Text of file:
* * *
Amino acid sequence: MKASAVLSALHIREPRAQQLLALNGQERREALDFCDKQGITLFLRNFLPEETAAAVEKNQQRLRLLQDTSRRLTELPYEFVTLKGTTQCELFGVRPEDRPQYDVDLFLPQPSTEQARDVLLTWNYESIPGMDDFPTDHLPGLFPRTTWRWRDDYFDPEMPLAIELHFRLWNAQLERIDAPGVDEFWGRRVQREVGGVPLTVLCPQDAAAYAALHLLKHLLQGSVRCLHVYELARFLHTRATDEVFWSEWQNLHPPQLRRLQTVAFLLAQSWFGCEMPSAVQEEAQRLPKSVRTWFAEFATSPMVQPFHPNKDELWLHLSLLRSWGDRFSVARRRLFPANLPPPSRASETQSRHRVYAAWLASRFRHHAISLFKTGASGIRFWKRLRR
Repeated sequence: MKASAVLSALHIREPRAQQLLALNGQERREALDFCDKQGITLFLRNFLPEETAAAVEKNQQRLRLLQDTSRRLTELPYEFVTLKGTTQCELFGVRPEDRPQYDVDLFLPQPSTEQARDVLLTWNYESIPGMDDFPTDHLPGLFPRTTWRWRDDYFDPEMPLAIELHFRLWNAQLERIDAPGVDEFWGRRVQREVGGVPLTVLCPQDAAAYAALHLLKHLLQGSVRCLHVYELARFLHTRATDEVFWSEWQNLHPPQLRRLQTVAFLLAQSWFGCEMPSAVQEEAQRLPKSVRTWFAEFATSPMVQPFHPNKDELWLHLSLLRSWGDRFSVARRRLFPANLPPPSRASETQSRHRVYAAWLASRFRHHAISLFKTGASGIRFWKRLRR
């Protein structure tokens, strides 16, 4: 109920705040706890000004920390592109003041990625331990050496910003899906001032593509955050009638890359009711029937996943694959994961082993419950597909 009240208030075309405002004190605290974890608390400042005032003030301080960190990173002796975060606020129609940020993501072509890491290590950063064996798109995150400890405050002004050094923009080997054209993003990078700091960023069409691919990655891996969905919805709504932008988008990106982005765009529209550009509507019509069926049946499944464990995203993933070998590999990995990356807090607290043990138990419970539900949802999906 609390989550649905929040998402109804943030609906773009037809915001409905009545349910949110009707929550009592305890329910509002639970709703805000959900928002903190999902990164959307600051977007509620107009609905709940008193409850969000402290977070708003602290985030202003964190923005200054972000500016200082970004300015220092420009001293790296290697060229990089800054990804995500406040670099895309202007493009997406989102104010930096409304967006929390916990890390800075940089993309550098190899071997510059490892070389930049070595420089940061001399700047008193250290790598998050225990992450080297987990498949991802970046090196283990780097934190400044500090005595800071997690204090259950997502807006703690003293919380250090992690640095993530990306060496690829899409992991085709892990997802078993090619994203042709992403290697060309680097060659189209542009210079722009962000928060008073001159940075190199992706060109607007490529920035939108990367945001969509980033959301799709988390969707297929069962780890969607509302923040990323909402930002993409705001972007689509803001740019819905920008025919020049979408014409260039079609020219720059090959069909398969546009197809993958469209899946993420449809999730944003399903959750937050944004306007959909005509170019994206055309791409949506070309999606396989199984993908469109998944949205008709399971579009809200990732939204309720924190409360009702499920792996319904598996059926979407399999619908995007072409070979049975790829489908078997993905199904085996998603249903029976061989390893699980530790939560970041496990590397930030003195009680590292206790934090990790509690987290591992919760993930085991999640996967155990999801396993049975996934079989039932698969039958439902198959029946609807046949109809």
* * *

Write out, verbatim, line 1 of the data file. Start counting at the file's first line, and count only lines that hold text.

Amino acid sequence: MKASAVLSALHIREPRAQQLLALNGQERREALDFCDKQGITLFLRNFLPEETAAAVEKNQQRLRLLQDTSRRLTELPYEFVTLKGTTQCELFGVRPEDRPQYDVDLFLPQPSTEQARDVLLTWNYESIPGMDDFPTDHLPGLFPRTTWRWRDDYFDPEMPLAIELHFRLWNAQLERIDAPGVDEFWGRRVQREVGGVPLTVLCPQDAAAYAALHLLKHLLQGSVRCLHVYELARFLHTRATDEVFWSEWQNLHPPQLRRLQTVAFLLAQSWFGCEMPSAVQEEAQRLPKSVRTWFAEFATSPMVQPFHPNKDELWLHLSLLRSWGDRFSVARRRLFPANLPPPSRASETQSRHRVYAAWLASRFRHHAISLFKTGASGIRFWKRLRR